Skip site navigation (1) Skip section navigation (2)

Re: Postgresql optimisation

From: "Dave Dutcher" <dave(at)tridecap(dot)com>
To: "'Matthew Wakeling'" <matthew(at)flymine(dot)org>,<pgsql-performance(at)postgresql(dot)org>
Subject: Re: Postgresql optimisation
Date: 2009-10-28 17:23:18
Message-ID: 1A5F6A38A6E4435EA09F8C27A0777616@tridecap.com (view raw or flat)
Thread:
Lists: pgsql-performance
> From: Matthew Wakeling
> 
> Perhaps reading the other replies in the thread before 
> replying yourself might be advisable, because this previous 
> reply directly contradicts you:
> 
> On Wed, 28 Oct 2009, Kevin Grittner wrote:
> > I recommend VACUUM ANALYZE of the table(s) after this step. Without 
> > that, the first query to read each tuple sets its hint bits and 
> > rewrites it, causing a surprising delay at unpredictable times 
> > (although heavier near the start of the day).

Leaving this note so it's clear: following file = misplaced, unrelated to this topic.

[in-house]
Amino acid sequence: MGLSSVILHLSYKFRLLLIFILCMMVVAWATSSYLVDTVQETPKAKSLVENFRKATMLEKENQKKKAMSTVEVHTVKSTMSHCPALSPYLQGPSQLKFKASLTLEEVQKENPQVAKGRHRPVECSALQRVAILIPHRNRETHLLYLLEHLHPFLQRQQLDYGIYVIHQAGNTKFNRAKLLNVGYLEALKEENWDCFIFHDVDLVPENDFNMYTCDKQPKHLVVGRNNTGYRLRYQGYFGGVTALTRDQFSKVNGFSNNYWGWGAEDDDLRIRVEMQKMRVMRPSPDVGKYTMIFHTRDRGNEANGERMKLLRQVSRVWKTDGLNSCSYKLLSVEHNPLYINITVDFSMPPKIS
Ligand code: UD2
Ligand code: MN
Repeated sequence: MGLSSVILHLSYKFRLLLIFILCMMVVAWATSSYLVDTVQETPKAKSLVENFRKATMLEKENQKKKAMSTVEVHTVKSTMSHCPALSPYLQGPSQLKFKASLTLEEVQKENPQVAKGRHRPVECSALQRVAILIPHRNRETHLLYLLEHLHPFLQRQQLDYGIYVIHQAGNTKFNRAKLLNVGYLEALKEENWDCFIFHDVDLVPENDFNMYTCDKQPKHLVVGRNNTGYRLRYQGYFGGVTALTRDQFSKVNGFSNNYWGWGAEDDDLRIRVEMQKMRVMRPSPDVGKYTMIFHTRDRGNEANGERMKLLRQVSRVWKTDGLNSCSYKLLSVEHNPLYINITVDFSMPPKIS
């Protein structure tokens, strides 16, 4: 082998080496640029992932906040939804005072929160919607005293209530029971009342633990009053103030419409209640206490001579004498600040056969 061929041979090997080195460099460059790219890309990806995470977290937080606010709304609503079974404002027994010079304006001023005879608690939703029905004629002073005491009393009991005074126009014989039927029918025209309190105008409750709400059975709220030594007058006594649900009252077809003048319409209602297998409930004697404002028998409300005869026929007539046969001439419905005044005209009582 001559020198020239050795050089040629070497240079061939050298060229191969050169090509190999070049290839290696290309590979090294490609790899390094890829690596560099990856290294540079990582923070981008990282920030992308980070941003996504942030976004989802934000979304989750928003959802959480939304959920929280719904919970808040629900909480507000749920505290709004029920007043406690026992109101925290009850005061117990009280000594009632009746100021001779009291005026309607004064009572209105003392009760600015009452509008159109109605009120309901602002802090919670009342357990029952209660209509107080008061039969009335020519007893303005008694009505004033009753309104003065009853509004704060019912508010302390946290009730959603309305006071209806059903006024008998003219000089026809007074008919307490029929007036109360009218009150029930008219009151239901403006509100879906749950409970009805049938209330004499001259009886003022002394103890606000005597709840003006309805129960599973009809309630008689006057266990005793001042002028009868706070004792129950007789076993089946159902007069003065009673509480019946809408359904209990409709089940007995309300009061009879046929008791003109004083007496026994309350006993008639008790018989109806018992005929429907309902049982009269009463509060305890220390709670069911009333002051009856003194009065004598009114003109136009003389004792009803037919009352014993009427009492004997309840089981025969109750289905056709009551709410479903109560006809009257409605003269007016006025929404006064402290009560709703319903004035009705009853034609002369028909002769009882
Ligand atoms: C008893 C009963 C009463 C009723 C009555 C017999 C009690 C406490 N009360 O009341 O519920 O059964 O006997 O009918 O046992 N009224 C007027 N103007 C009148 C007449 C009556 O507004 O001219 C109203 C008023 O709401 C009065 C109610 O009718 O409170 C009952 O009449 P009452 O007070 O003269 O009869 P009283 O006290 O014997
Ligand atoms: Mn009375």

> 
> There *is* a benefit of running VACUUM ANALYSE rather than 
> just ANALYSE.
> 
> Matthew

I did read the other replies first, I guess I just missed Kevin Grittner's
somehow.  I noticed several people were worried the OP had problems with
bloat, which is why I suggested TRUNCATE if possible.  That was my main
point.  I guess I made the other comment because I feel beginners with
postgres quite often don't understand the difference between VACUUM and
ANALYSE, and for large tables an ANALYSE alone can take much less time.  I
didn't think about hint bits because I've never noticed a big impact from
them, but that is probably just because of my particular situation.  Now
that it has been pointed out to me I agree it is good advise for the OP to
use VACUUM ANALSE.

Dave



In response to

pgsql-performance by date

Next:From: Anj AduDate: 2009-10-28 18:13:42
Subject: sub-select in IN clause results in sequential scan
Previous:From: Matthew WakelingDate: 2009-10-28 16:36:52
Subject: Re: Postgresql optimisation

Privacy Policy | About PostgreSQL
Copyright © 1996-2014 The PostgreSQL Global Development Group